Over the past decade, the publishing industry all over the world has taken a hit with reading as a lifestyle choice and/or a hobby, with the book industry suffering untold losses. But guess which genre continued to do well? Yep. The romance genre!
The modern Harlequin bad boy, of course, is dark, tall, and handsome (they are always tall, mind you. They can be ugly as sin but they are never short). And they are rich as sin. Not just millionaire-rich. They’re billionaire, shortly-to-be trillionaire-rich. They are also playboys who sleep around with hot models or actresses.
One-click of their finger brings everyone scurrying around to make sure every wish of theirs is fulfilled. They never fly first class. That’s so passé! They have their jets. Mills and Boon and Harlequin romances tap into this innate wish-fulfilment that most women desire from their partners. And these publishing houses continue to laugh all the way to the bank churning out these romantic tropes month after month.
In real lives, the average bad boy that most of us meet is the boy close to next door, who probably looks ‘yummy’ and good enough to eat, has a devilish charm, and sleeps around (honestly, who can resist him, amirite?). He is someone who says it like it is (he is probably rude) which we swoon over, does not have to be loaded with cash (hey! We believe in equality and we can spot him 100 or 200 bucks if he wanted, right?) and so on.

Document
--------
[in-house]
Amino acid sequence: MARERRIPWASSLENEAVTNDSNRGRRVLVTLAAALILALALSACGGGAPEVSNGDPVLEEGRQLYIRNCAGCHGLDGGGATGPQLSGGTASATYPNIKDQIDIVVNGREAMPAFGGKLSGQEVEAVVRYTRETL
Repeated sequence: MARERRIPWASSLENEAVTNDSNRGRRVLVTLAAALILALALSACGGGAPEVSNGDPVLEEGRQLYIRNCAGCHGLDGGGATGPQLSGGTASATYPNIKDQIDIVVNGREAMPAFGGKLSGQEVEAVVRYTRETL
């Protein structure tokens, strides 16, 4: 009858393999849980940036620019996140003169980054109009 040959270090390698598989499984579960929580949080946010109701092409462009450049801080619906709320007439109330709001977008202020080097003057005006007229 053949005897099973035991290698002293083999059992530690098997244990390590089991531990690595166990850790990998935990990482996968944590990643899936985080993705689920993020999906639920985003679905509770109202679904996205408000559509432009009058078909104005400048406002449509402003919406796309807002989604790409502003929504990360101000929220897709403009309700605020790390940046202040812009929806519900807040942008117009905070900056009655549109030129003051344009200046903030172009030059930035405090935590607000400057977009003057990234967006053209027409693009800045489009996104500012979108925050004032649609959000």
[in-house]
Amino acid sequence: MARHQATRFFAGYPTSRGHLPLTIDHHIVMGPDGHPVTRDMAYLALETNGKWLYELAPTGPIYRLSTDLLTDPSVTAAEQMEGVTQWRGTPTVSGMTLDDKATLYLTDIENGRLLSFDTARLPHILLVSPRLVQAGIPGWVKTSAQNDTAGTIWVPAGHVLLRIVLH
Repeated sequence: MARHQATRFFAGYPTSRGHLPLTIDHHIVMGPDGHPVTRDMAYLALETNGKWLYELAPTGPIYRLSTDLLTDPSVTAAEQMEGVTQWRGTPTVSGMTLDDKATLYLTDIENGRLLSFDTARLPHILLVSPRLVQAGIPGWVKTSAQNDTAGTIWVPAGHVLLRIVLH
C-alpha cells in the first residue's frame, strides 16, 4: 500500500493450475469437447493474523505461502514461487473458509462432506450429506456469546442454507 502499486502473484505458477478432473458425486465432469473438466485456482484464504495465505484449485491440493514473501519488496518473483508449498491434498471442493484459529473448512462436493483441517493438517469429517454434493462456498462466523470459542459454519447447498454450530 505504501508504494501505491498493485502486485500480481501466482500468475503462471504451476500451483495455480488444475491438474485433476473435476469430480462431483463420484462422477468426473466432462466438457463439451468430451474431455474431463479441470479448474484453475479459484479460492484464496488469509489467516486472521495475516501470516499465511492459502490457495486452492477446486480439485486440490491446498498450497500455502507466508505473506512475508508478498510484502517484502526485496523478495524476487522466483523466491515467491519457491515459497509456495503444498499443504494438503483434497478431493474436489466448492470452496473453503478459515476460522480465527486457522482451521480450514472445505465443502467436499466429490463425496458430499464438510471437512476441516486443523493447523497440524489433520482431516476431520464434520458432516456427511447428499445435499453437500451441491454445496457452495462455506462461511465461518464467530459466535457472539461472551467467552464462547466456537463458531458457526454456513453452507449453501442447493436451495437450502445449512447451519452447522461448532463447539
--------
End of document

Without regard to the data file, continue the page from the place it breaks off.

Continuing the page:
But the thing is, in real life, none of these bad boy traits transform into what we think or hope they would be. The bad boy is just bad. Like, just bad.
Calling them playboys is more of a compliment they do not deserve. They are just fuckboys who can and will sleep around with anyone who will allow them. They are indiscriminate. They run the gamut between having no money whatsoever to being extremely rich. They probably drink like fish and can be abusive.